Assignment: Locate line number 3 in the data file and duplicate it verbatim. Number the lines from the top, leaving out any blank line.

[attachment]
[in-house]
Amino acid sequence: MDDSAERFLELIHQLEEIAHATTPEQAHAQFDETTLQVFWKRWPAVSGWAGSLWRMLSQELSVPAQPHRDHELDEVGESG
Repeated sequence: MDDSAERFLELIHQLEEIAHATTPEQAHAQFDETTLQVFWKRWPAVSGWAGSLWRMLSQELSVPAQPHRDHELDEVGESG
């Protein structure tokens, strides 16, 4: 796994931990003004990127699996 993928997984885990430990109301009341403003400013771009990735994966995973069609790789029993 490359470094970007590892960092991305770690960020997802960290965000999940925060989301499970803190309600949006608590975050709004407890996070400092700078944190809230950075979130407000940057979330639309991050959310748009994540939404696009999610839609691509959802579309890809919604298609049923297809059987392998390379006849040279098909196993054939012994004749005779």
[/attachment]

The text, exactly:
Repeated sequence: MDDSAERFLELIHQLEEIAHATTPEQAHAQFDETTLQVFWKRWPAVSGWAGSLWRMLSQELSVPAQPHRDHELDEVGESG